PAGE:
July 2011

Deborah Voigt and "the little black dress"


Opera singer Deborah Voigt might be the prime example of how opera is changing.  Everyone knows the stereotype of the big-boned, pointy-breasted soprano singing Wagner in a Viking hat.  That was Deborah Voigt.  She was a heavyset soprano who sang Wagner, sometimes in a pointy bra, I suppose.  And she was good, really good.  Until she got fired for being too large--she couldn’t fit into a little black dress for London’s Royal Opera House in 2004.  Since then she has dropped a considerable amount of weight--she went from a size 30 to a size 14.  With opera’s modern leading ladies like Anna Netrebko being not only supremely talented but also movie star gorgeous coupled with Voigt’s story, it seems that opera has become as commercial and looks obsessed as other performing arts.  

Deborah Voigt grew up in Wheeling, Illinois right outside Chicago.  She studied choral conducting at Chapman College in Orange, California, but dropped out and worked as a computer operator for two years. After that, Voigt went to study voice at California State University in Fullerton, training under Jane Paul Hummel for eight years.  She went on to apprentice at San Fransisco Opera.  

Since then, she won many singing prizes.  In the early 1990’s, critics said that she would become the next great Wagnerian soprano because of the deep richness and dark color of her voice.  She often sings Strauss and Verdi, as well.  She performed and performs at the best opera houses in the world, including the Metropolitan Opera, Vienna State Opera and Deutsche Oper Berlin.  

Getting to know the composers who brought folk music to the masses: Copland and Bartók

You’ve definitely heard Aaron Copland’s music.  His Rodeo ballet music is used in the “Beef. It’s what’s for dinner ads.” Copland was fascinated by putting the folk music of his people, Americans, into “high art,” or symphonic and ballet music.  Across the ocean, too, the Hungarian composer Béla Bartók was raising the music of the peasants to the ears of the upper class.  Here’s a little bit about the composers who did so much for folk music and what went hand-and-hand with it, nationalism.

5 Classical Pieces the Film Industry Needs to Forget

There are certain pieces of music that are just inherently cinematic. Even if they were written long before the moving picture was even conceived of, they suit the high drama of the stories we make on screen. Unfortunately, lazy production can lead to the same pieces being used over, and over, and over. You know what I'm talking about. You've seen those trailers--the ones for the forgettable disaster or action movies, the ones that all have that same one epic song. It needs to stop. People have been writing music for hundreds of years. Much of it is epic. There must be other things you can find to score your trailer. These are the biggest offenders, the pieces every film director and producer just needs to file away in a forgotten corner of their brain and never speak of again.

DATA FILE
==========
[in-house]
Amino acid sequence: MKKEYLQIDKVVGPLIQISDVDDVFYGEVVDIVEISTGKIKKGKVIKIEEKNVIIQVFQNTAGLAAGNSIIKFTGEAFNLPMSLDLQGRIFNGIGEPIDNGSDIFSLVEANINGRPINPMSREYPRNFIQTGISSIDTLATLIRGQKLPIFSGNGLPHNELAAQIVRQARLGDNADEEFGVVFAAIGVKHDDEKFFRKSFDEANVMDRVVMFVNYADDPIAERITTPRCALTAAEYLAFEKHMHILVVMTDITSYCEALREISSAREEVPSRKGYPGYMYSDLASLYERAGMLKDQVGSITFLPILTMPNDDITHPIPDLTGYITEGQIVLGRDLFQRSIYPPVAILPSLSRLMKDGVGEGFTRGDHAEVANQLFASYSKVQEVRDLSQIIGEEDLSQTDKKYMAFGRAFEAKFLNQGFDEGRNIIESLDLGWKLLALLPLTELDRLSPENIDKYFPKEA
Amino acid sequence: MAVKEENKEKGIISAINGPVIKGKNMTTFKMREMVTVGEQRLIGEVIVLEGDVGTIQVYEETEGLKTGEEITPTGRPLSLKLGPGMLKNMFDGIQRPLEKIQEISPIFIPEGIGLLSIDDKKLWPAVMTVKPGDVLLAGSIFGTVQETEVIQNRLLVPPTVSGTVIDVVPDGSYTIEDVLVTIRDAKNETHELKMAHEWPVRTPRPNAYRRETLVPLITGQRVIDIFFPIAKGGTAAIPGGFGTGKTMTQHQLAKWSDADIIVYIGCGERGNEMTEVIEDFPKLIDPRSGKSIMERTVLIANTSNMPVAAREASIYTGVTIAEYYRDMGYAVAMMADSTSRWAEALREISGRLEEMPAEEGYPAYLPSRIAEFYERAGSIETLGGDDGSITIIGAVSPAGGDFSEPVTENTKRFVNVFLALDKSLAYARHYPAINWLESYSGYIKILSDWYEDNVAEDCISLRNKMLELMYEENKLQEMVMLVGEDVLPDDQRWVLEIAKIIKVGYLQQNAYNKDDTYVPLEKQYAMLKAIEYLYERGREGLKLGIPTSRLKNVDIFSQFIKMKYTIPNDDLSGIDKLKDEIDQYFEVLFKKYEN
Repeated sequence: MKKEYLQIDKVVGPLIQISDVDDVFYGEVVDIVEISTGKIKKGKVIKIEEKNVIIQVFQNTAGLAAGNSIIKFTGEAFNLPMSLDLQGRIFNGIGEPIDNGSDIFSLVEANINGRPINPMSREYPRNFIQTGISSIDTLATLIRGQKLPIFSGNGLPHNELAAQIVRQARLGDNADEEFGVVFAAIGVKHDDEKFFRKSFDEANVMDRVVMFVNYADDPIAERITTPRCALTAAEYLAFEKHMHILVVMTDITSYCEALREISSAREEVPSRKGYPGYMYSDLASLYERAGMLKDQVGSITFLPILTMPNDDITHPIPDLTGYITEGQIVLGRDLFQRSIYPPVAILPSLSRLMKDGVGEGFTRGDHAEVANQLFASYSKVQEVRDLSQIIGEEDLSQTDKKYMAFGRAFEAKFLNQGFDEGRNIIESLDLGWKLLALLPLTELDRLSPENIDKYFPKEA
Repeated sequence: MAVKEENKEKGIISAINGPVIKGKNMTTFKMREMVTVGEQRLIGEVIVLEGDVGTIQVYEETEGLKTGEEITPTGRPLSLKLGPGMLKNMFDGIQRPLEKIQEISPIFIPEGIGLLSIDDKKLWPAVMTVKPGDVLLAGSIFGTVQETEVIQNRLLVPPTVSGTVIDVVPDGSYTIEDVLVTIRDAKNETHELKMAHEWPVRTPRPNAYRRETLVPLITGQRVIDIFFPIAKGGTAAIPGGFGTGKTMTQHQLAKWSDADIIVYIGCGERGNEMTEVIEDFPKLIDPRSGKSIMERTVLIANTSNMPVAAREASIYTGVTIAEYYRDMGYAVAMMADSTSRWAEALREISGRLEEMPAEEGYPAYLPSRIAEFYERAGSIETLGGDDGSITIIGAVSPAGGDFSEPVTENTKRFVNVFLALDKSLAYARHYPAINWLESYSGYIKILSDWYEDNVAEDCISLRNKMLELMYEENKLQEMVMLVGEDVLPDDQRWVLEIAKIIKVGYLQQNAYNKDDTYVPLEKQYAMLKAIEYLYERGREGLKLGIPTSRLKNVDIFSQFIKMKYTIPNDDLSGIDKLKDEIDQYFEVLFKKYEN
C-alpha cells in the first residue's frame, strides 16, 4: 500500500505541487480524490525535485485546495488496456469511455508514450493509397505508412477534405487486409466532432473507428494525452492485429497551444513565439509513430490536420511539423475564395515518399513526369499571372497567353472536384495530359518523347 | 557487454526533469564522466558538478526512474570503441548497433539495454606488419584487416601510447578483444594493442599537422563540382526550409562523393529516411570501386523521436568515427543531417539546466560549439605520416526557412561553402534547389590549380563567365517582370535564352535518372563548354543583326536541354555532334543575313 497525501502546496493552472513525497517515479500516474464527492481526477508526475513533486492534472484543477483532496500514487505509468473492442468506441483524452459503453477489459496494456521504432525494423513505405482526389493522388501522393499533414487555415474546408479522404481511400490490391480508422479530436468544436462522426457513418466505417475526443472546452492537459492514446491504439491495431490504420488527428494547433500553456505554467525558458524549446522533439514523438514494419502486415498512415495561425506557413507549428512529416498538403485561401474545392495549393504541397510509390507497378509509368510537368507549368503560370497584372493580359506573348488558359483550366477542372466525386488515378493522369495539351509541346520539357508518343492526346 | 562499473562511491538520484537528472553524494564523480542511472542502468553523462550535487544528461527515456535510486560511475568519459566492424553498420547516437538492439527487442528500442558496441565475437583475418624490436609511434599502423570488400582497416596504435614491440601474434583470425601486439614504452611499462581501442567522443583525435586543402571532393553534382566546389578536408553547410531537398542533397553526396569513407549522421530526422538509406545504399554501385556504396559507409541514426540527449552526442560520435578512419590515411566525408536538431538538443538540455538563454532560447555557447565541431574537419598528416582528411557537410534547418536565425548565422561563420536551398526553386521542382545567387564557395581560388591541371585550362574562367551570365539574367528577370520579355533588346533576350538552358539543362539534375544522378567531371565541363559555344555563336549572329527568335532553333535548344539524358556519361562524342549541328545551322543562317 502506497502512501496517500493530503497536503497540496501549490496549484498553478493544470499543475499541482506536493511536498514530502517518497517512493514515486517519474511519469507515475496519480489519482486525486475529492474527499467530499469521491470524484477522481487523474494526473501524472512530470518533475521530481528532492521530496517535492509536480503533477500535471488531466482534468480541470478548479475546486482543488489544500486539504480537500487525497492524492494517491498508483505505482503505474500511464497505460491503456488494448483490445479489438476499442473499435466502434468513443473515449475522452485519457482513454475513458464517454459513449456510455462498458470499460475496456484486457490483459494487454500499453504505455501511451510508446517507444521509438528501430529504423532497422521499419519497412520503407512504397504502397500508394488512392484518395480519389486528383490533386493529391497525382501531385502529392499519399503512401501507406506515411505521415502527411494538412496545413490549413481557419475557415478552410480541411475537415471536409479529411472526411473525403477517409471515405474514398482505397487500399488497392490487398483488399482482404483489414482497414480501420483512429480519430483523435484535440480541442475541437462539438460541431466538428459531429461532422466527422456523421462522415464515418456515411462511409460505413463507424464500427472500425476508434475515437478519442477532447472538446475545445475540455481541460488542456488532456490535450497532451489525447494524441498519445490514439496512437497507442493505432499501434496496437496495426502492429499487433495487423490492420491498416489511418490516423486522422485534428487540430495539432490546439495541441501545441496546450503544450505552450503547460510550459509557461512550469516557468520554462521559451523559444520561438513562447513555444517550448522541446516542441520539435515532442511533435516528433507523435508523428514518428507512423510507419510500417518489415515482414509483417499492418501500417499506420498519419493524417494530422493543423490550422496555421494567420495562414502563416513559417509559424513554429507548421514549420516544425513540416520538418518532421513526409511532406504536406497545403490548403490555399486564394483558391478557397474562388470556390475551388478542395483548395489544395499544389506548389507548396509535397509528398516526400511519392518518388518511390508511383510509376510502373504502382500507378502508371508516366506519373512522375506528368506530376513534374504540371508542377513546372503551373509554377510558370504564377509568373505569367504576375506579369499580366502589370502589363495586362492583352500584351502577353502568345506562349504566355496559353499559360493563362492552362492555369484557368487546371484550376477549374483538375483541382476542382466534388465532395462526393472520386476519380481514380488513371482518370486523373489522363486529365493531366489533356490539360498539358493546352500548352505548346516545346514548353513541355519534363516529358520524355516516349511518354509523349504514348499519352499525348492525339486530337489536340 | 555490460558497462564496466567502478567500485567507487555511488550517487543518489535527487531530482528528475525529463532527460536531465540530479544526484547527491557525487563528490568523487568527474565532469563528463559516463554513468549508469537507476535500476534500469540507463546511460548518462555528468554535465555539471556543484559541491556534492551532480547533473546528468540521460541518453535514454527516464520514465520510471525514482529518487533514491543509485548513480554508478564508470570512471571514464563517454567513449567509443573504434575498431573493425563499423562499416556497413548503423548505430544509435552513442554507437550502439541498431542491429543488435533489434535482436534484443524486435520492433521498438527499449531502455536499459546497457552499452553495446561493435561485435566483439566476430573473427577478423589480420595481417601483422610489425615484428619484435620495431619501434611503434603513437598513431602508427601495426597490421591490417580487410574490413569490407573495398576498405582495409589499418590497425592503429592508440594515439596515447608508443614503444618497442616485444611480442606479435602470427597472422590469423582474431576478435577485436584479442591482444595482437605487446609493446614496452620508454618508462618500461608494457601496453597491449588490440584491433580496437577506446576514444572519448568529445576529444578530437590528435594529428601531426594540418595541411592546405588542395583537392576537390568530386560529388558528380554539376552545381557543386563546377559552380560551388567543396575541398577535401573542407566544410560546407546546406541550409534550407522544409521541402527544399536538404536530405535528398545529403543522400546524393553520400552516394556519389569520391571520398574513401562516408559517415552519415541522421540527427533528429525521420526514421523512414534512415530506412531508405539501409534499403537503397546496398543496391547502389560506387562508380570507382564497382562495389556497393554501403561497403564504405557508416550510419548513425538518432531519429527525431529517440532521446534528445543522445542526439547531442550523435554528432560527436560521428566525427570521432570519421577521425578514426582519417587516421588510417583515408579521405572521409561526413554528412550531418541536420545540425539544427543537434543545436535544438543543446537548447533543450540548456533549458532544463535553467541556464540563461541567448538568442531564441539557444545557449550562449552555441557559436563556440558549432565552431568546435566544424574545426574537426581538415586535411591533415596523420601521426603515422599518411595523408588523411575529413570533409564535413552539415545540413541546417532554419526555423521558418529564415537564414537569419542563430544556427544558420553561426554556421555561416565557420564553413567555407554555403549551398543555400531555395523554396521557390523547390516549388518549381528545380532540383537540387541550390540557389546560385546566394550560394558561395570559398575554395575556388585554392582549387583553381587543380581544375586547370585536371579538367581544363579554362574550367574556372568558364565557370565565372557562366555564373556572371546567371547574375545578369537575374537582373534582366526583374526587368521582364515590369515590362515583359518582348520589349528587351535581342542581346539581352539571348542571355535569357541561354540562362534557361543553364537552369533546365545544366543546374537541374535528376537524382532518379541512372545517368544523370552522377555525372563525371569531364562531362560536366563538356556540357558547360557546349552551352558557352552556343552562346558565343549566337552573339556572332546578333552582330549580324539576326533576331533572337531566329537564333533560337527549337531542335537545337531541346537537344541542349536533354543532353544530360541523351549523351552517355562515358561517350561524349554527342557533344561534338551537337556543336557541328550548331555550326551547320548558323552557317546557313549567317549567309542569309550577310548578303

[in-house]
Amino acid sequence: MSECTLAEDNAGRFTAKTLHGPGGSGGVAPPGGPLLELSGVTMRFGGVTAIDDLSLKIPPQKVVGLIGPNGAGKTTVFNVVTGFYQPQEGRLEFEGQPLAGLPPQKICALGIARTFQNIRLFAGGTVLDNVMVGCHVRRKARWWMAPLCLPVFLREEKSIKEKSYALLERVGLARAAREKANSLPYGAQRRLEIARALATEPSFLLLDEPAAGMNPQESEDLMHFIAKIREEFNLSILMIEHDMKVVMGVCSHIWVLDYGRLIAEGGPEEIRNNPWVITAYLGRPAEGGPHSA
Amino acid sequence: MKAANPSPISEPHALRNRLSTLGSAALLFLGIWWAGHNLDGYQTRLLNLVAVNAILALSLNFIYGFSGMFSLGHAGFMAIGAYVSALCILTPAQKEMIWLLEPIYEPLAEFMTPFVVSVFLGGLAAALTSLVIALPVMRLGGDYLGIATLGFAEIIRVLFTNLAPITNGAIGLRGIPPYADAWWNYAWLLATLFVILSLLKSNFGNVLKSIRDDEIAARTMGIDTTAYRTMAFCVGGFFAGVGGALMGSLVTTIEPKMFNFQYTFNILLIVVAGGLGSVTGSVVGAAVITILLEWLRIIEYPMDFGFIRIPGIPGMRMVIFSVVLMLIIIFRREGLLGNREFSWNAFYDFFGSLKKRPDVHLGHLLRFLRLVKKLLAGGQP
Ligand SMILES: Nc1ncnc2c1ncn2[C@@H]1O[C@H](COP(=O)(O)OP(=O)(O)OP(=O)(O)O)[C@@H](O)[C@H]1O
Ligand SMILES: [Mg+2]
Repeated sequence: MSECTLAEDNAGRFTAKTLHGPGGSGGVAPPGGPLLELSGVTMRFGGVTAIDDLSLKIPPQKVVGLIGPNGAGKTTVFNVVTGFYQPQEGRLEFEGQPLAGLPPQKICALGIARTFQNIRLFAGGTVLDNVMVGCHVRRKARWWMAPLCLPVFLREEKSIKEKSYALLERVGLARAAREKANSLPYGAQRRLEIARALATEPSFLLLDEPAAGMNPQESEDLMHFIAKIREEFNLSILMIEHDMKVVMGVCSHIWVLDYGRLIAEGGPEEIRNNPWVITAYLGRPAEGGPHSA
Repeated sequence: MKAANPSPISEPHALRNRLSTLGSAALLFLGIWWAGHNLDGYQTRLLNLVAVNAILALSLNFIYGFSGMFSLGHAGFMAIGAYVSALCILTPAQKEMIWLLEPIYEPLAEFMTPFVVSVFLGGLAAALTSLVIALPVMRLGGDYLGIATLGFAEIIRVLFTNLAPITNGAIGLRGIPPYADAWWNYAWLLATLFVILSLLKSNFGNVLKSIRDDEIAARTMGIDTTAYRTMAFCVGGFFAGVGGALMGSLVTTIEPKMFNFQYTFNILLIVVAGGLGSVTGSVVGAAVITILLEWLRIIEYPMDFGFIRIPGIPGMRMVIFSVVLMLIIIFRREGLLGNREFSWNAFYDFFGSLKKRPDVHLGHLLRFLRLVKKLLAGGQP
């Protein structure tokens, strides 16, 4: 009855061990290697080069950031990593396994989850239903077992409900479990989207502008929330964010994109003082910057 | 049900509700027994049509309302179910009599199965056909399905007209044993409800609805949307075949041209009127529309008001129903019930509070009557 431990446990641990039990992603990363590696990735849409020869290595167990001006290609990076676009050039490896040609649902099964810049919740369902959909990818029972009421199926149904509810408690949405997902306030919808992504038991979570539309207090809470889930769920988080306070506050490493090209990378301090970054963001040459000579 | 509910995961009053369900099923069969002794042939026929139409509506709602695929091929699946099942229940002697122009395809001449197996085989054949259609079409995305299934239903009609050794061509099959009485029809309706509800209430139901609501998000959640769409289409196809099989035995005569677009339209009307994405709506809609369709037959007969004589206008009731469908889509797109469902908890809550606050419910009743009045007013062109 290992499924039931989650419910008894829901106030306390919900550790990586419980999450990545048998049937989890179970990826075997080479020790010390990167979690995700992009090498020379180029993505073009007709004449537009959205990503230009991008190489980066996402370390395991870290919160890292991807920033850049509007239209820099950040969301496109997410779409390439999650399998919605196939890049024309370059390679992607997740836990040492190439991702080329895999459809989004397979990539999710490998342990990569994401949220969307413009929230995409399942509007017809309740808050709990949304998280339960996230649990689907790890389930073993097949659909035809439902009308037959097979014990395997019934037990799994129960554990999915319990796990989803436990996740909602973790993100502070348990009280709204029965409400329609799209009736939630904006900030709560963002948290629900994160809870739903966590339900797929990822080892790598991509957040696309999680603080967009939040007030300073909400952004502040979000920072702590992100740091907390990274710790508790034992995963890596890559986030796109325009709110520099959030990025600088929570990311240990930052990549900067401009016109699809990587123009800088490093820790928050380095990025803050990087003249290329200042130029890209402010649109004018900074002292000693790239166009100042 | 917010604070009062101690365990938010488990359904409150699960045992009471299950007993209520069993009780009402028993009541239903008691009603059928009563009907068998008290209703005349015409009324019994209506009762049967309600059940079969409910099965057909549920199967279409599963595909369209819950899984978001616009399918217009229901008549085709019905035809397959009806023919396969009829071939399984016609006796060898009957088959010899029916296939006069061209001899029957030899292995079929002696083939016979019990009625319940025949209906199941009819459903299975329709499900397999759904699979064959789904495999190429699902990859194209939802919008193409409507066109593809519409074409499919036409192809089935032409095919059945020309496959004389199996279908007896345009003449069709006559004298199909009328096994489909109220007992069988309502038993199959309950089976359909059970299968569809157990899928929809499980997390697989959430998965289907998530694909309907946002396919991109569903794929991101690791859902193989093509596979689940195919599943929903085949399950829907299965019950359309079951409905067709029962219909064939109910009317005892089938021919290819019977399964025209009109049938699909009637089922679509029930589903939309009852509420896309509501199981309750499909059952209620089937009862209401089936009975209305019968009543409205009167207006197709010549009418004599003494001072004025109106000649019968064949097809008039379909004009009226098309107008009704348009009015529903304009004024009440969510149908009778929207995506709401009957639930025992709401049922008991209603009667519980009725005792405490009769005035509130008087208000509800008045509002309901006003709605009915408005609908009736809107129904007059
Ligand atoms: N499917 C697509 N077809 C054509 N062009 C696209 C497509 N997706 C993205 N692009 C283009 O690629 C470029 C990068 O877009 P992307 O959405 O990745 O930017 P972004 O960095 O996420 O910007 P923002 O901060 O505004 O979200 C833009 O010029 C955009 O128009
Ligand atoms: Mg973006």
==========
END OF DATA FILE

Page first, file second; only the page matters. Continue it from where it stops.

Carmina Burana  (O Fortuna)





Yup. We get it. This is a part that's devastatingly epic. Cue the dramatic choral music. So intense. Except for the part where it loses its edge when it's been in a thousand scenes. 


Carnival of the Animals (Part VII: Aquarium)


When you need a trailer to invoke a sense of whimsy and wonder, Camille Saint-Saens is your guy. Or so 99% of film producers would still like to think. 


The Ride of the Valkyries


Francis Ford Coppola used this perfectly in Apocalypse Now. Perfectly. As in, no one ever gets to use this piece in a movie ever again. No one. No exceptions. 



Also Sprach Zarathustra


Again, once a brilliant director uses a piece perfectly, it should be off-limits to the rest of the rabble. It's not cute or an "homage" when Strauss's piece pops up again and again. It's just irritating. Leave it where it belongs. 


Lux Aeterna


While not technically a classical piece, this instrumental bit of film score must be the bane of Clint Mansell's existence by now. It is THE song you hear in trailers over and over. It's the musical code for a standard dramatic scene. It's funny, because it was written for the Requiem for a Dream score. You wouldn't think you'd be able to draw a piece from a movie about hardcore drug use and apply it to every trailer you want to feel "intense", but there you go.